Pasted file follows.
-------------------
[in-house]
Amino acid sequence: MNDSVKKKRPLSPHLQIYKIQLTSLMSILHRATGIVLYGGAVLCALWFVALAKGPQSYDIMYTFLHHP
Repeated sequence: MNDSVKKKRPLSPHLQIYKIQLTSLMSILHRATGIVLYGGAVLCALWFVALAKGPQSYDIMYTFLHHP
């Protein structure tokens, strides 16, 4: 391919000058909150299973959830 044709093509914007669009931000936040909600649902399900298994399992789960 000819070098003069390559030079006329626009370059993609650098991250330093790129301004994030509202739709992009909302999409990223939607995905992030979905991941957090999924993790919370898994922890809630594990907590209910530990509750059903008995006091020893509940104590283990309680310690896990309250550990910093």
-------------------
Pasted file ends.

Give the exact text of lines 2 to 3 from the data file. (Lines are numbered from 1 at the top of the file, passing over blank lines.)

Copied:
Amino acid sequence: MNDSVKKKRPLSPHLQIYKIQLTSLMSILHRATGIVLYGGAVLCALWFVALAKGPQSYDIMYTFLHHP
Repeated sequence: MNDSVKKKRPLSPHLQIYKIQLTSLMSILHRATGIVLYGGAVLCALWFVALAKGPQSYDIMYTFLHHP